Back Door To The Brain

The unique ability of stories to generate powerful emotions within us is a well-known phenomenon. Neuroscientists, Vittorio Gallese, and Leonardo Fogassi, explain that the culprit in our brains is a system of “mirror neurons” which causes our bodies to experience a story as though it were happening to us – even though we know for a fact that it’s not.

That’s why I was not surprised when a good friend of mine said, “I’m teaching a class debunking the ‘DaVinci Code.'” I just smiled. I wondered, “Why does the DaVinci Code need debunking?” It is an admittedly false story. It’s a novel.

Finally, I said it, “If Dan Brown had simply issued a one sentence statement to the effect that ‘Mary Magdalene gave birth to Jesus’ children and hid them in France,’ would anyone have listened?” Would anyone have cared? Would it have caused a raging international debate and a documentary on the National Geographic channel contemplating the possibilities? Would five or more books have been written for the sole purpose of proving that this theory was false? Somehow I doubt it.

So, why all the controversy? Why all the fuss? A novel, by definition is a false story. Nothing in a novel is supposed to be taken as true. Yet, somehow, millions of readers of the DaVinci Code were able to suspend rational thought and for the first time in their life seriously consider whether Mary Magdalene might have given birth to Jesus’ children and hidden them in France. This phenomenon, in turn, created a crisis among the true believers who consider this theory a heresy. The crisis was so severe that it spawned an entire genre of literature that could easily be called “The Anti-DaVinci Code.” But why?

Why are we unlikely to believe a factual statement made in a vacuum, such as “Mary Magdalene gave birth to Jesus’ children and hid them in France,” but when that same message is clothed in an absolutely captivating and suspenseful drama, somehow we are open to its message? The answer lies in how our brains process information.

There are three sections of the brain: (1) reptilian; (2) mid-brain; and (3) forebrain. The reptilian brain is always functioning behind the scenes without conscious thought. It keeps our heart beating, and our lungs breathing. The MID-brain is the non-rational part of the brain. It controls our animalistic reaction to things. It allows us to have such emotions as fear, anger, love, passion. It drives our fight-or-flight reaction.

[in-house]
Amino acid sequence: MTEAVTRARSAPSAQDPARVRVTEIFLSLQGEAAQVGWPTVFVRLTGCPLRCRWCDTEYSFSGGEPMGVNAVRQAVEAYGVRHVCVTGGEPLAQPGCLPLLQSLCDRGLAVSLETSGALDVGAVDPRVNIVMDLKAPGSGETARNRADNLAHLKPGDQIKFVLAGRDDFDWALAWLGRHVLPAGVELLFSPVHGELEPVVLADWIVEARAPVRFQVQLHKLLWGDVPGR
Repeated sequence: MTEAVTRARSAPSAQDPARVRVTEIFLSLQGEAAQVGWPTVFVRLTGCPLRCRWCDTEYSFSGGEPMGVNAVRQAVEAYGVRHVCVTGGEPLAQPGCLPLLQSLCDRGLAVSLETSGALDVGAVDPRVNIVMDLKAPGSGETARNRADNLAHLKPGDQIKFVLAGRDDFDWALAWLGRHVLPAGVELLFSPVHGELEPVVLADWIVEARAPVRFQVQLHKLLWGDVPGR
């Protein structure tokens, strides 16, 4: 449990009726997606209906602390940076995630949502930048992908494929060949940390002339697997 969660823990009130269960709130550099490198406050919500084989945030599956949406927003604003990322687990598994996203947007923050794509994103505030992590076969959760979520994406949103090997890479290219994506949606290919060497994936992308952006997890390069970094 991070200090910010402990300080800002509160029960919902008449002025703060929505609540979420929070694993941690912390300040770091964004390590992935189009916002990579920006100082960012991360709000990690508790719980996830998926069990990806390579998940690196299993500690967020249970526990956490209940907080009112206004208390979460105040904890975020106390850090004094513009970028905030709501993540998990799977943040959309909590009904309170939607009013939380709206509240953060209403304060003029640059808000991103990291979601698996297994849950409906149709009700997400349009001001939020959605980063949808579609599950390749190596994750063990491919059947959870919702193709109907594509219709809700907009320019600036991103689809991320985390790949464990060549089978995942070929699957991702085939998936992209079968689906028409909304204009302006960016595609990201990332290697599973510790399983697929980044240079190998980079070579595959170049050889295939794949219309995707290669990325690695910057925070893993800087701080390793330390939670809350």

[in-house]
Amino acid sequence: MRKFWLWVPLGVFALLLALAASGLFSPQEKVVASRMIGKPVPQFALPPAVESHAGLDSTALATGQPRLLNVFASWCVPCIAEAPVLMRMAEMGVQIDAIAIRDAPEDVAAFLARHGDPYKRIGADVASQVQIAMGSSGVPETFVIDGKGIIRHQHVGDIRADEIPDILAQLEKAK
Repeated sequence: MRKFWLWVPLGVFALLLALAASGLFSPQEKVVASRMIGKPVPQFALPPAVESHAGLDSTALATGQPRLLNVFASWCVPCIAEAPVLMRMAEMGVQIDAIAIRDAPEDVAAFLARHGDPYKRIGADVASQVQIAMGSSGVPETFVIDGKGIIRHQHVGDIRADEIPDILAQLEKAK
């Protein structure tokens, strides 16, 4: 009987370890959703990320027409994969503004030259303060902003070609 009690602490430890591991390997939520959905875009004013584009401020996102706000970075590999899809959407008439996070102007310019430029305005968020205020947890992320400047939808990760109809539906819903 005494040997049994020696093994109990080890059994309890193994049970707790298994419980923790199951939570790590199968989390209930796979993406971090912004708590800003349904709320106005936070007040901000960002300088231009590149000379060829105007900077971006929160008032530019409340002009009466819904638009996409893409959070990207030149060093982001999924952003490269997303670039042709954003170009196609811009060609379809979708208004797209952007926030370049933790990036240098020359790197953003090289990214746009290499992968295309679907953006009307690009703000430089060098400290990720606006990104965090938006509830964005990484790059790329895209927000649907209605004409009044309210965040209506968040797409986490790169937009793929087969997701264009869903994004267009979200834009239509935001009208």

The FOREbrain is the rational part of the brain. It’s what allows us to step outside of ourselves and look inward. It is allows us to see ourselves thinking. It allows you to hover outside of yourself and observe yourself reading this page, and be consciously aware that you are reading this page; and be aware that you are aware. It allows us to ask the question “why?” It allows us to analyze a situation after it has happened and draw lessons from it. It allows us to recognize patterns in order to predict the future.

Suspenseful, highly emotional stories enter our consciousness through the MID-brain. Bullet point lists of boring facts and most power point slides enter our consciousness through the FOREbrain. That’s why most people fall asleep during power point presentations. The data is sterile and uninteresting. It’s the kind of stuff we need to memorize for a test.

Compelling stories, on the other hand, have the ability to flood our bodies with chemicals that cause us to experience anger, fear, happiness, sadness, excitement, anticipation. But why is this?

Neuroscientists, such as Vittorio Gallese, and Leonardo Fogassi, and psychoanalysts, such as Maxwell Maltz, tell us that our bodies do not have the ability to distinguish between a real event and one that we’ve only imagined. That’s why our hearts literally beat faster during a scary movie, and why we look over our shoulder on the walk to our car through the dark parking lot afterward. That’s also why some people walk or talk in their sleep, and why teenage boys experience “wet dreams.” Our bodies are merely acting out what is happening in our brains as though it were real. This is a very well-known and accepted phenomenon. A good storyteller can make your mouth water just by describing the act of biting into a freshly cut lemon in vivid detail.

That’s the part of our brain that a good story touches. Once your emotions are involved, it’s too late. The FOREbrain has to take notice. Something is going on inside. When you are feeling happy, sad, excited or scared, your FORE-brain says, “Why am I feeling this way? Maybe the story is TRUE!” Once we start saying things like “what if? and “maybe,” the door to our belief systems has been opened, even if just by a hair. We are suddenly willing to consider “facts” that we would never consider if they had tried to enter in the form of a bullet point list – through the front door of the brain.

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